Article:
The NDA May Have Bagged Bihar, But It Won’t Be Smooth Sailing For The Alliance
A JD(U) buffeted by many uncertainties, suspicions and pressures is not good news for the NDA.
The NDA may soon discover that winning the elections was the easier part. Running the government for the next five years will be a tougher challenge.
Winning the assembly elections, albeit with a slender margin, has perhaps been the easier part for the National Democratic Alliance (NDA) in Bihar.
Managing the coalition, with its changed equations, smoothly and running the government successfully with a resurgent and aggressive Rashtriya Janata Dal (RJD) snapping at the heels will be the tough part.
The Bharatiya Janata Party (BJP), which has been the junior partner in the NDA for so long and has always played second fiddle to elder brother Janata Dal (United) or JD(U), is now the senior partner with 74 seats as against the JD(U)’s 43.
Ever since the formation of the NDA in 1998, the BJP has been content as the smaller brother to the JD(U) in Bihar.
When the NDA first came to power in Bihar in October 2005, the JD(U) had won 88 seats and the BJP 55 seats. In the next elections in 2010, the JD(U)’s tally went up to 115 and the BJP’s to 91.
The JD(U) broke away from the NDA in June 2013 and contested the 2015 elections as part of the Mahagathbandhan with the RJD and Congress as allies. It won 71 seats that year, while the BJP won 53.
The JD(U) parted ways with the Mahagathbandhan in August 2017 and returned to the NDA. All through, Nitish Kumar remained the chief minister while the JD(U) gave itself a lion’s share of important portfolios.
Apart from the deputy chief minister’s post, the BJP had to rest content with much less than its due share of ministerial berths.
Also, Nitish Kumar centralised all powers in the Chief Minister’s Office or CMO and hardly delegated any responsibilities to his ministers, especially those belonging to the BJP.
It was Nitish Kumar who always decided on policy matters, most often unilaterally, and made major appointments, postings and transfers.
BJP’s Sushil Modi, who was the deputy chief minister, played a largely ceremonial role and though he was in charge of the finance department and some other inconsequential ones, it was the CMO which effectively ran those departments.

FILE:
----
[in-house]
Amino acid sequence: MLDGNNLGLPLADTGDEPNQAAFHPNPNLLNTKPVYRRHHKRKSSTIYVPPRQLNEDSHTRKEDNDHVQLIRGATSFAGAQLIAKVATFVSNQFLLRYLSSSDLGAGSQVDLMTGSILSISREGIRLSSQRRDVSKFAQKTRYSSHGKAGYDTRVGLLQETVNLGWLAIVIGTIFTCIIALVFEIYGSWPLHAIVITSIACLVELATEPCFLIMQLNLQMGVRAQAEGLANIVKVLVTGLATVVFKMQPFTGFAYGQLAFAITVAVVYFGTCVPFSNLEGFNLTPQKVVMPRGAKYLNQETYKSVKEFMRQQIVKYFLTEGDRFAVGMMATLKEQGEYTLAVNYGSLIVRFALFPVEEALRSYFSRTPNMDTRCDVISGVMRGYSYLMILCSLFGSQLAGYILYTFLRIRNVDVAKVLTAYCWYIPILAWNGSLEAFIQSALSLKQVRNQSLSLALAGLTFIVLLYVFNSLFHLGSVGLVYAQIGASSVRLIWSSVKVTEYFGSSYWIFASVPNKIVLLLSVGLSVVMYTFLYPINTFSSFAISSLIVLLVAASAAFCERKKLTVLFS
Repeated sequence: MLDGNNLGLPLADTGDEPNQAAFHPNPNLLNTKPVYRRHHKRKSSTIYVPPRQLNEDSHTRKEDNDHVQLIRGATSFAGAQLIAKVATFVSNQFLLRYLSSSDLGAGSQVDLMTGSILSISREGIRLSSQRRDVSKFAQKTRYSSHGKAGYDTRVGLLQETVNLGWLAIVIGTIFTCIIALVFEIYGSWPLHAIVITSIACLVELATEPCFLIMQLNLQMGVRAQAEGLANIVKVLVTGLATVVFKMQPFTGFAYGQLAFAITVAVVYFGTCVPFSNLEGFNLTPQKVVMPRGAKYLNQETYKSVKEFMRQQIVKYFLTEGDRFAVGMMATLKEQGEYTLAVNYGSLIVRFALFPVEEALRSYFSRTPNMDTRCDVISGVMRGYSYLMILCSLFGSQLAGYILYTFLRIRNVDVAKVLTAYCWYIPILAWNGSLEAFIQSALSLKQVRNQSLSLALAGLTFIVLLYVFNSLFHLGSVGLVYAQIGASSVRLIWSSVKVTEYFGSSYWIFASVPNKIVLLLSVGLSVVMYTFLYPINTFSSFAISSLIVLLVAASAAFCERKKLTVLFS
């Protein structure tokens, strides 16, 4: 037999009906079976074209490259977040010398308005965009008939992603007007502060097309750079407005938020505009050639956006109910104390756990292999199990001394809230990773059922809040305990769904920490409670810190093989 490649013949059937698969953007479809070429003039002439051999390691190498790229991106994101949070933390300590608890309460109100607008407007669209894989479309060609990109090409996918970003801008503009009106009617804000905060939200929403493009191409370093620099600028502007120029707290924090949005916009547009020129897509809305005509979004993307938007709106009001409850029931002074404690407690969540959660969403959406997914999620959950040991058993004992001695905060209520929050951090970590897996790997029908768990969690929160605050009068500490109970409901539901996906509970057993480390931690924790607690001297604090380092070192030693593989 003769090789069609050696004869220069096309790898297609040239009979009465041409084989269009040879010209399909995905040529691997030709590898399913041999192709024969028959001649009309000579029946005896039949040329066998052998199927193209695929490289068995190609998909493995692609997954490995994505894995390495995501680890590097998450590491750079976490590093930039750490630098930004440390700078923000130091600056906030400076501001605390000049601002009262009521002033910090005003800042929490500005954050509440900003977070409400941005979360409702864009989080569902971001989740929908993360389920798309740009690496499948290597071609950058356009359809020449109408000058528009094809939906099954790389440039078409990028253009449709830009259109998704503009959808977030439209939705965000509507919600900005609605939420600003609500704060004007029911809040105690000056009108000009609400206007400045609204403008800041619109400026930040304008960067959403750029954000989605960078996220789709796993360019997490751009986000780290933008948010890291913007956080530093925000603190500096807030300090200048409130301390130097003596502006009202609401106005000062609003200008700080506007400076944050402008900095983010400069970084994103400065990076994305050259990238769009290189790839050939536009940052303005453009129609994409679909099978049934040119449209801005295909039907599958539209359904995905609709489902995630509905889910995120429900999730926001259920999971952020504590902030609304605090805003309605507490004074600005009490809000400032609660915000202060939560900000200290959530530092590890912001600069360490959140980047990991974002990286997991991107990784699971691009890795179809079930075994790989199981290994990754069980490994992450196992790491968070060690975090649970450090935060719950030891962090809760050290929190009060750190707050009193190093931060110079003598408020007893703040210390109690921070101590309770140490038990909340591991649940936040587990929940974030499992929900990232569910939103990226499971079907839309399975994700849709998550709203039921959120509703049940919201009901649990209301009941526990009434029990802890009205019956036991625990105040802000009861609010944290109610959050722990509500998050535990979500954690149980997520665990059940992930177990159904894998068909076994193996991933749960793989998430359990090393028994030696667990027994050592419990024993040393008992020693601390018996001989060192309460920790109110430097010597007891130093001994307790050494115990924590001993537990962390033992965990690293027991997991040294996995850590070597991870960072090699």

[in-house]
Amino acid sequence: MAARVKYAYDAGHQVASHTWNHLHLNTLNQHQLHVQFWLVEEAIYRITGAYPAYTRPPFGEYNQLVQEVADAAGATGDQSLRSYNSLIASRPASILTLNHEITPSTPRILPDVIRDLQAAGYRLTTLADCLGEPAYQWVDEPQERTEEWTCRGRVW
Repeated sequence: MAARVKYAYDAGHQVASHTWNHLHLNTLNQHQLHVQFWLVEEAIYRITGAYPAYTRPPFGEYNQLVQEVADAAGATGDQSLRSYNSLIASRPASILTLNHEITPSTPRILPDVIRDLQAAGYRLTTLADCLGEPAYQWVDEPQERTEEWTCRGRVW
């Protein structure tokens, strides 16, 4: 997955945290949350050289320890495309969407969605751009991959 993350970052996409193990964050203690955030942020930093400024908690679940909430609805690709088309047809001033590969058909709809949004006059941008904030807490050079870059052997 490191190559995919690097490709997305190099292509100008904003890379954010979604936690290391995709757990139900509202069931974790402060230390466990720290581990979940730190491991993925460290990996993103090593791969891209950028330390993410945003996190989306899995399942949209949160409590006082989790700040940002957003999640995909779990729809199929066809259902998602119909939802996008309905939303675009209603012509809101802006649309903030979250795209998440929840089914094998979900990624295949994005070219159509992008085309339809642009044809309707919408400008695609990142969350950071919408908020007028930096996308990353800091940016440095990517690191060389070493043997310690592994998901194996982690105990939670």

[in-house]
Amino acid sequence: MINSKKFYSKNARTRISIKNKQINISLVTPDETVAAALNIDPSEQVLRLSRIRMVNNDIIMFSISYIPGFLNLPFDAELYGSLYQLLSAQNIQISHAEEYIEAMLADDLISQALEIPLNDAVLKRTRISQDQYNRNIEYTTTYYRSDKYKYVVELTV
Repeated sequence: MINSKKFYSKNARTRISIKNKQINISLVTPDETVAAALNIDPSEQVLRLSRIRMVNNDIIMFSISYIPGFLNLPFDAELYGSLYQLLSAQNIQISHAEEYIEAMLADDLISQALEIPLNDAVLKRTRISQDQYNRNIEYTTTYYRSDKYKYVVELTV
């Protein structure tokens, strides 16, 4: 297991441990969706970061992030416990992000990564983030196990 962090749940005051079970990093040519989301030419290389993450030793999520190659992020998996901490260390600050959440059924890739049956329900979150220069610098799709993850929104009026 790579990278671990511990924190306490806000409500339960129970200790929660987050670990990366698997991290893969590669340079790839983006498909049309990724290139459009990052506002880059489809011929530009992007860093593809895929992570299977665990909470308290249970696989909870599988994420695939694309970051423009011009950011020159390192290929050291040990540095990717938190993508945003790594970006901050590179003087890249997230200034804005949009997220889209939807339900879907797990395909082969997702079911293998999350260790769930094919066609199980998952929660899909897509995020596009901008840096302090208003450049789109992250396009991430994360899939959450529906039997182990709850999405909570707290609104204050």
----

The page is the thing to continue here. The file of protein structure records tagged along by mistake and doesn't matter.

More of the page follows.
But that is set to change now with the BJP bagging a much larger number of seats than the JD(U). Nitish Kumar will be the chief minister, but the BJP will no longer be happy deferring to him any more.
Apart from demanding major portfolios, the BJP will also want a greater say in running the government and in framing policies.
The BJP is sure to cite the anti-incumbency that Nitish Kumar faced, and which was negated only by the energetic and aggressive campaign led by Prime Minister Narendra Modi (read ), while demanding a change in Kumar’s style of functioning and a dominant role in running the government.
Nitish Kumar, who has been governing the state through a coterie of trusted bureaucrats and has limited the role of his ministerial colleagues in the governance structure, will find such demands difficult to accept.
An assertive BJP is also not going to go down well with senior JD(U) leaders who have gotten used to treating the saffron party as a junior partner. They are likely to chafe at the BJP’s bid for dominance.
They are likely to try and influence Nitish Kumar to resist the BJP’s demands and that can cause a fair bit of friction in the alliance.